“As a business we’re pretty much functioning as we were [prior to COVID] with a bunch of modifications,” explained Jeremy Dobbins, CEO at Climate Pro. “We’re here, doing well and thriving.”
Chris Robinson, CEO at the Tint Guy, had a different experience with the coronavirus in the beginning, as he pointed out that Atlanta, Ga. didn’t have as many restrictions early on.
The pair along with Jeff Franson, president and CEO at Window Film Depot spoke about how their businesses were impacted by the coronavirus, some of the changes they implemented and what they see going forward in a COVID session. The session was moderated by Window Film magazine’s editorial director, Tara Taffera, and was included in the WFCT Preview Day held Tuesday January 14. The event gave its virtual attendees the opportunity to get a sneak peek of what to expect during the live show in June.
Although all of the panelists said they had safety procedures in place, COVID still found its way into their businesses. Two even contracted it, which changed how their companies were run.
“I contracted it [COVID] back in October on my 50th birthday,” explained Robinson. “I had it for a couple of weeks and I made light of it. I had flu symptoms and headaches, but never lost [my sense of] taste and I continued to run the business.”
Over the past few years Robinson has taken a back seat to a lot of the company’s day-to-day operations. Because of this he said it was easy for him to continue running the Tint Guy remotely, but things started to change as he remained sick.
“At about two weeks in I started having respiratory problems, and long story short, my oxygen level got really low, I passed out, my wife called an ambulance and I was taken to the hospital where I stayed for seven days,” said Robinson. “It took me about a week to get over that, so it was about six weeks of me being sick. I don’t think the business was affected though.”
According to Robinson, he contracted the global virus from his sales manager, and with that employee being out of work it impacted the business, as more remote bidding had to be done.
“We never experienced anyone contracting the virus, but we’ve had a lot of close calls, and had to have testing done, along with having to take people out of work so that they can get testing done,” explained Dobbins.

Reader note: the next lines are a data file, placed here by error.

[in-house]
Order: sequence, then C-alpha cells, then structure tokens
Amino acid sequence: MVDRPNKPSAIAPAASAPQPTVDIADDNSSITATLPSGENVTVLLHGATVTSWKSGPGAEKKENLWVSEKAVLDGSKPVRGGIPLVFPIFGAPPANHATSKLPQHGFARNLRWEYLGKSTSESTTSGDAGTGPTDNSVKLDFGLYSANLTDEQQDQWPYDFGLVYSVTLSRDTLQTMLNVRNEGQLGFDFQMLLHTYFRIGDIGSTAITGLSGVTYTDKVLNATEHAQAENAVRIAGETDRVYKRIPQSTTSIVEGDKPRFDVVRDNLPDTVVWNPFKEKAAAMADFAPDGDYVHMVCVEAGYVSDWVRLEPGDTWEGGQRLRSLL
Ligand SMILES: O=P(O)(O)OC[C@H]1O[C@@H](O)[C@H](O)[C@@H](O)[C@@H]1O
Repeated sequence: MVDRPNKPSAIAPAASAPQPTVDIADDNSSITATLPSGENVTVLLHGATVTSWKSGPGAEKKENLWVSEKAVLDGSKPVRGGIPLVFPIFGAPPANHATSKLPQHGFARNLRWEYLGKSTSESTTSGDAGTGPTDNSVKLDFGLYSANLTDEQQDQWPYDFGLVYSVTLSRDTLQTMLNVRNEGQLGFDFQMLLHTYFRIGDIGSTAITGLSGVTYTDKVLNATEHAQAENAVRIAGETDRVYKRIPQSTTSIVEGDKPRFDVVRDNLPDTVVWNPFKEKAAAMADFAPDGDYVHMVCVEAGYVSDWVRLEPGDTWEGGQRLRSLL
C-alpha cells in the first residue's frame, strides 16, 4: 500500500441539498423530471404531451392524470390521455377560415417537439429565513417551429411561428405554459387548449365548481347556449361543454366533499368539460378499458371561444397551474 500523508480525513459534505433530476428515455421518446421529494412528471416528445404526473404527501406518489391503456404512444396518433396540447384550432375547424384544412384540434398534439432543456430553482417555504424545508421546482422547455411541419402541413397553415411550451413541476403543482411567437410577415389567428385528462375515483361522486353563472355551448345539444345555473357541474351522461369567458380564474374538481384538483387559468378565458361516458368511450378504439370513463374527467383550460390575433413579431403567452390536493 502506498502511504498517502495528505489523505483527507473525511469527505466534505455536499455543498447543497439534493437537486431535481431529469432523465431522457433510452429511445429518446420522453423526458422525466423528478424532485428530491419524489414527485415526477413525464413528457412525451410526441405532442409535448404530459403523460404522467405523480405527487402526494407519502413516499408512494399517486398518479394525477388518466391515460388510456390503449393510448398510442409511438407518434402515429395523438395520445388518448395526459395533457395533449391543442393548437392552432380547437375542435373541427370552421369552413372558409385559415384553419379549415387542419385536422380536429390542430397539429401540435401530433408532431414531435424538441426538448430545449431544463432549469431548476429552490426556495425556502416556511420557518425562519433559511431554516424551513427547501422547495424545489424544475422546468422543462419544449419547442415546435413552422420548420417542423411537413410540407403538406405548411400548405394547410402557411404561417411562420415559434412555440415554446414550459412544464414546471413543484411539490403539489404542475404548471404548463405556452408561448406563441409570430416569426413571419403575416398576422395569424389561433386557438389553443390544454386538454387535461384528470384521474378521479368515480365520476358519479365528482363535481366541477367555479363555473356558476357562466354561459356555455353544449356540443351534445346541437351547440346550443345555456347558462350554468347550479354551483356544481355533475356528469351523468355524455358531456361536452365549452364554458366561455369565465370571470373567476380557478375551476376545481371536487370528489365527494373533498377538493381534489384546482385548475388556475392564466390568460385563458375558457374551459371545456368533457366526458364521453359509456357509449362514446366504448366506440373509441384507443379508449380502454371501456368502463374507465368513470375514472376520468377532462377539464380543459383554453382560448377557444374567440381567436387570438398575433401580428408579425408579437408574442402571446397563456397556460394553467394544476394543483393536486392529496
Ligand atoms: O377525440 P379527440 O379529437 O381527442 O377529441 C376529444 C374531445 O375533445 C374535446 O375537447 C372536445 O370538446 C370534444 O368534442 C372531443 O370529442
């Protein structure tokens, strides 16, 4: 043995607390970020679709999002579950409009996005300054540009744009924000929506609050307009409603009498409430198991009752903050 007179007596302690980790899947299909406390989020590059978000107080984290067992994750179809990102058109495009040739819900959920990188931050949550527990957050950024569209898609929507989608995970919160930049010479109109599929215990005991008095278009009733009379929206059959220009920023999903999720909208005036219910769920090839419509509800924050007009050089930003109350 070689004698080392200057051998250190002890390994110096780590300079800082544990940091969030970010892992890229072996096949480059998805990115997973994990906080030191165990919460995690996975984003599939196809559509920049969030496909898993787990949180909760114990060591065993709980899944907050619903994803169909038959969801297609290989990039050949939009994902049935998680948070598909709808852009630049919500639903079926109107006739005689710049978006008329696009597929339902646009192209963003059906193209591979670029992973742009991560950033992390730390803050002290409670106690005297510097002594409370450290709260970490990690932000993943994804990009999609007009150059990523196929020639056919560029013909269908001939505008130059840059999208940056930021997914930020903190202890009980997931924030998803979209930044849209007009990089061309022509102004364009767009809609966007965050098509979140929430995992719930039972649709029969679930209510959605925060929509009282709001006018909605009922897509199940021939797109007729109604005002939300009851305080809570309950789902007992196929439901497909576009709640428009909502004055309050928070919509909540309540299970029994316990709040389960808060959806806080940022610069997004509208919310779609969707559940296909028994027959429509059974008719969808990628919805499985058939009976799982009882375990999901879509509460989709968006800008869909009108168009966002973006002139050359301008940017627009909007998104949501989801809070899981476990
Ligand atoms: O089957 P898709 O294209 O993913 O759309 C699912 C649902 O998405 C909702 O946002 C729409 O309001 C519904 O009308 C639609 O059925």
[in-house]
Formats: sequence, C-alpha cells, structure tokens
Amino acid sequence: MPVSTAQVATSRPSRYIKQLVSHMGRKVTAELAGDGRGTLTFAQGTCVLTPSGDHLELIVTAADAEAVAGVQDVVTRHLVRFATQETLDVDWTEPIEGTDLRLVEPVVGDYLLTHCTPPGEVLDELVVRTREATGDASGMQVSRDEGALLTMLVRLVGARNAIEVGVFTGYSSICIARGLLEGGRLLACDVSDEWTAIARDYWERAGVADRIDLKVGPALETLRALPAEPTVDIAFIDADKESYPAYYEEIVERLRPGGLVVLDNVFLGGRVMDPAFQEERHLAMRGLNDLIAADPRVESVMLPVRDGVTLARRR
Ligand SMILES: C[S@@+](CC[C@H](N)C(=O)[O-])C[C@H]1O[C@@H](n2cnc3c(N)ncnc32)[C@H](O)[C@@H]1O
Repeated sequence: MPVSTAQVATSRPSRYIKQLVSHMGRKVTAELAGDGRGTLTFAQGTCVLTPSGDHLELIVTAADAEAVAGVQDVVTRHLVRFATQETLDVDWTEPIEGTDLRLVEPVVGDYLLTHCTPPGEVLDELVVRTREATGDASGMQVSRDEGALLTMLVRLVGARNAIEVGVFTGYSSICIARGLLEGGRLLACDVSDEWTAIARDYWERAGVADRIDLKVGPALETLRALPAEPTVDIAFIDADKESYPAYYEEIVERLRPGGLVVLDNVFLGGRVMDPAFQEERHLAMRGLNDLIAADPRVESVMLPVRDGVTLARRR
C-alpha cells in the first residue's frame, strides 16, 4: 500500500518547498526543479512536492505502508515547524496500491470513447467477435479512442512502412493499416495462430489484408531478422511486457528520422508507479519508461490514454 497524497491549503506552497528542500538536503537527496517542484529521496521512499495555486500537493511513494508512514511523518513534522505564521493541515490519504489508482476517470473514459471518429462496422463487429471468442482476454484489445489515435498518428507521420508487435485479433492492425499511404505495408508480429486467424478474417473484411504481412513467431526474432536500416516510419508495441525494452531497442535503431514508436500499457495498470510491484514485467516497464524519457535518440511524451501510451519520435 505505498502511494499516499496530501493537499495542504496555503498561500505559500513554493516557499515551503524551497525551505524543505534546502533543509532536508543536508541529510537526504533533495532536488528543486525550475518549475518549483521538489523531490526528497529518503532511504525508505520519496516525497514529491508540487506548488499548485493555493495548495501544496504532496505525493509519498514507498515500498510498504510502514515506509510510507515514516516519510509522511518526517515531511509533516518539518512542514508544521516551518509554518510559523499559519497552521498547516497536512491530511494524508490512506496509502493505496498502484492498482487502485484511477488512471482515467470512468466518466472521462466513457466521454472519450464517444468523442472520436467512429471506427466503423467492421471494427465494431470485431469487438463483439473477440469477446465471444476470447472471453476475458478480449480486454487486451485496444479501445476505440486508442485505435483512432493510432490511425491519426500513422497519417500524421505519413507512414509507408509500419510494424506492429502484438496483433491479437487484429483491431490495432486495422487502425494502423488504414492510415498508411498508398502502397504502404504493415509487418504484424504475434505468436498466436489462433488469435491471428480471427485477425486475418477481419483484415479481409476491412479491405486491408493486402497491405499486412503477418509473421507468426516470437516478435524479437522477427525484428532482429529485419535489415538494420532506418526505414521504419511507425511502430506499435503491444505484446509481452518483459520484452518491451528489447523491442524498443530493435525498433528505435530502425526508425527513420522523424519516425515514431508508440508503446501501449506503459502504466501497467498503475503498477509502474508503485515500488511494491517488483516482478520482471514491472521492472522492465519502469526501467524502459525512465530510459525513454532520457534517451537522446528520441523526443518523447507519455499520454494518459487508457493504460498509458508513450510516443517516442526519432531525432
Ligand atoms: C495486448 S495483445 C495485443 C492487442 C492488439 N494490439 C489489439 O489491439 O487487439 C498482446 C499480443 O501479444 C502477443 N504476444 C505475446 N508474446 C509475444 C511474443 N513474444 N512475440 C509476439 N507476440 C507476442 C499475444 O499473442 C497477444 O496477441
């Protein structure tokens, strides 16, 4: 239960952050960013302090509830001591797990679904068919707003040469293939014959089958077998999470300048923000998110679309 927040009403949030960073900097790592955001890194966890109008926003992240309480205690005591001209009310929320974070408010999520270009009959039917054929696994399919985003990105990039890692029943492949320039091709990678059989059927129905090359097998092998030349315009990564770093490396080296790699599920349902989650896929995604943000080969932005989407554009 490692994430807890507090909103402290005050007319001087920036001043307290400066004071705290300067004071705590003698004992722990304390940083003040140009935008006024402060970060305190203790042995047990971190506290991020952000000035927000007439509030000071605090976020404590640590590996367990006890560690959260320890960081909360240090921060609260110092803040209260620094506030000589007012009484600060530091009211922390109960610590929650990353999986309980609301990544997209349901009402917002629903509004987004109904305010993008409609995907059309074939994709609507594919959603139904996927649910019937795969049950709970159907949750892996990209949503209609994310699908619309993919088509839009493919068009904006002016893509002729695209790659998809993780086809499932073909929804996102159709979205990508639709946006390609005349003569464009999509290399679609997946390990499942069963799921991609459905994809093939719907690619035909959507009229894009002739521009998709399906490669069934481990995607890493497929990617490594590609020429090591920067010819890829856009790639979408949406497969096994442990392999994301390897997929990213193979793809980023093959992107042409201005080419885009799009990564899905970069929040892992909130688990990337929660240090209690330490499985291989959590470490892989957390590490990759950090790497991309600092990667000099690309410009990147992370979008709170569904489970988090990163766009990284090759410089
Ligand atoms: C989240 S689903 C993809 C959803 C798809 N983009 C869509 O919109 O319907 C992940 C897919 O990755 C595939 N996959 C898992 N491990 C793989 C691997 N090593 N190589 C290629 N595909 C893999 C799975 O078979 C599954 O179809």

“I don’t think anyone has a contingency plan for a pandemic but I think I automatically had a contingency plan for myself because I always wanted the business to run on its own,” said Robinson.
“I never really thought that I needed to plan for pandemics,” echoed Dobbins. “In the area that I live in we do have a lot of experience with wild fires and our team is experienced with sudden changes and having to reschedule work and dealing with the effects of a disaster. This [pandemic] showed me that [my company] does need to have contingency plans.”
Franson said his company has been very fortunate and hasn’t had anyone [employee wise] contract the virus, but he and his family contracted it but everyone was asymptomatic.
Dobbins said that in the beginning of COVID’s impact he shut his business down for about five weeks and then started to see which clients were willing to let his company work. “We started to analyze what kind of work we could do,” he explained. “Then we started putting feelers out on the residential projects we had to put on hold. For the most part most customers weren’t really fearful in the beginning, most wanted us to finish what we started and it was positive, but we had to be careful.”
Dobbins came up with a safety plan, put it on his website and alerted his customers so they were aware. “Our policy are our policies and we had no issues with customers, but we did have a line in there where if the employees felt unsafe at a job they could excuse themselves,” said Dobbins.
Franson found customer responses to be varied, as his business operates in a variety of markets and each had different state restrictions. He mentioned that Atlanta, Ga., was pretty open relatively speaking. “We had maybe two to four weeks where there was a pullback but nothing like what Jeremy experienced,” said Franson. “The guys in our Southern California office are having a completely different experience than what we have experienced in Georgia.”
Robinson said his company immediately pulled teams out of vans and didn’t let them ride in the same vehicle, as well as communicating with his customers early on. “Some [customers] even vacated their homes so we could work,” explained Robinson. “We disinfected everything, everywhere where we came in contact with and we did the best we could. For a while we didn’t let customers wait in our waiting rooms.”
He also said he and his employees tried not to touch anything that they didn’t have to, like keys, but if they did his team would disinfect it. “We did the best we could and we made it to October before anyone got sick,” said Robinson. “I think that was because we started to let our guard down. Pretty much everyone here in Georgia thinks it’s [COVID] is a hoax and they stopped wearing masks and we weren’t going to demand that they wear a mask in our waiting rooms.”
“I’m really bad at making predictions, but I think there will be people who will still have concerns and we will still have certain procedures in place,” said Dobbins.